The stereotype of identical twins is that they are exactly alike: they look alike, they dress in matching outfits, they share the same likes and disklikes. Parents of identical twins know differently, however. Despite their shared genetic component, identical multiples are unique individuals. Though they do share similarities, they also have many differences.
For example, my own children have always exhibited about a twenty-five percent difference in their weight. When they were newborns, weighing four and five pounds, it was quite obvious. At other times as they've grown up, it's not noticeable. We have confirmed that they are indeed identical twins, yet people are often skeptical because they don't "look" alike.
They don't act alike either. One likes to dance; the other likes to play basketball. Certainly, we encourage them to pursue their individual interests, but the initial inclination towards these activities were all their own.
What are Identical Twins?
Identical, or monozygotic, twins develop from a single egg/sperm combination that splits a few days after conception. Their DNA originates from a single source, thus their genetic makeup is the same and the characteristics that are determined by genetics will be similar. Monozygotic twins are always of the same gender, except in extremely rare cases of chromosomal defect.
On the other hand, fraternal, or dizygotic, multiples form when two separate eggs are fertilized by separate sperm in a single ovulation cycle. They are no more alike than any sibling set, sharing about 50% of their genetic markers in a unique combination of genes from both parents.
While identical twins form with the same set of genes, human development is not just genetic. The environment also has an impact. So, beginning in the early environment of the womb, external influences can change the appearance of twins. For example, some monozygotic twins share a placenta. One twin may have a more advantageous connection to the placenta, receiving the first run of nutrients. This situation can cause a size discrepancy between the babies, a physical difference that continues as they grow up. Twin-to-Twin Transfusion Syndrome (TTTS) is another condition that affects twins in the womb, and can impact their development.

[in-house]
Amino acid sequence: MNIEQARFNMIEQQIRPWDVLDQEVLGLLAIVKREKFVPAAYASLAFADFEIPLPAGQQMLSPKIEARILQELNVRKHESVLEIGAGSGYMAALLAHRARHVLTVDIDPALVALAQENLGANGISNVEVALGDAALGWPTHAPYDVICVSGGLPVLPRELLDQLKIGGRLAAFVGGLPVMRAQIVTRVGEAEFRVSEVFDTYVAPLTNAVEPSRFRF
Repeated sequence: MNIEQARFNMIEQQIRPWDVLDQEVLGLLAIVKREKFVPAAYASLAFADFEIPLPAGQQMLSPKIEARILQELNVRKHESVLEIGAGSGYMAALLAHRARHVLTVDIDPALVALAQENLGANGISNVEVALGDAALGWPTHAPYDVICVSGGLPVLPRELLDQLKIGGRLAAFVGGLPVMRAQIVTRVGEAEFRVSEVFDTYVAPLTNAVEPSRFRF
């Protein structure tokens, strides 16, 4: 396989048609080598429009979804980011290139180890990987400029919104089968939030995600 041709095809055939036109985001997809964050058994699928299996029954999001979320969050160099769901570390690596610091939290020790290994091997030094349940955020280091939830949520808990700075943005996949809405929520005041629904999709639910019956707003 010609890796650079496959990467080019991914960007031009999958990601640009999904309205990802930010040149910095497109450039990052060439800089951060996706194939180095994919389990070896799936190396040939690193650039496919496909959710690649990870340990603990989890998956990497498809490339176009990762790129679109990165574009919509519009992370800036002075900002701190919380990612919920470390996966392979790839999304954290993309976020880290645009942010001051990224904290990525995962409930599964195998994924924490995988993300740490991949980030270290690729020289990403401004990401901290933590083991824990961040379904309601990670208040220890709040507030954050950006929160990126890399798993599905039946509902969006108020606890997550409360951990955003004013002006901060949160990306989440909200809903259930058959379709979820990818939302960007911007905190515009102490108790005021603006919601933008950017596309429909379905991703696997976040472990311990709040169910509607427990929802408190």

While most twins grow up in the same home environment, there are many circumstances that create differences in the childrens' appearances, personalities, and interests. As the twins approach the teen years, they may even seek to establish dissimilar qualities in order to establish individual identities.
Scientists have offered a new explanation for the differences between identical twins. Epigenome refers to natural chemical modifications within a person's genome (genetic material). As an article in the New York Times explains, they "act on a gene like a gas pedal or a brake, marking it for higher or lower activity."
A study conducted by a team of researchers at the Spanish National Cancer Center in Madrid concluded that, while identical twins are born with the same epigenome, their epigentic profiles begin to diverge as they age. The differences increase as twins live longer and spend more time apart. The scientists offered two theories to explain this phenomenon. First, that epigentic marks are removed randomly as people age. Secondly, environmental influences change the pattern of epigentic marks.
In a Washington Post article Dr. Manel Esteller, lead researcher, said that "small epigenetic events before birth probably account for many of the minor distinguishing differences in the appearance, personality and general health of young twins."
The research is significant because changes in the epigenome may be responsible for the development of disease, like cancer. It's hoped that further study of the epigenome in identical twins will help researchers pinpoint factors that contribute to cancer.
Here is a video that gives a visual explanation of how epigenetic differences evolve in twins over time: The Epigenetics of Identical Twins.
Further Research: Not Actually Identical
A study published in the March 2008 issue of The American Journal of Human Genetics offers further explanation, even challenging the accepted notion that identical twins have identical genetic profiles. The research found changes in the DNA sequence between identical twins, reflected in Copy Number Variations (when a gene exists in multiple copies.) The research did not confirm whether these changes occur during fetal development or as twins age.
The research is significant because many medical conditions can be influenced by copy number variations, such as autism, AIDS, and lupus.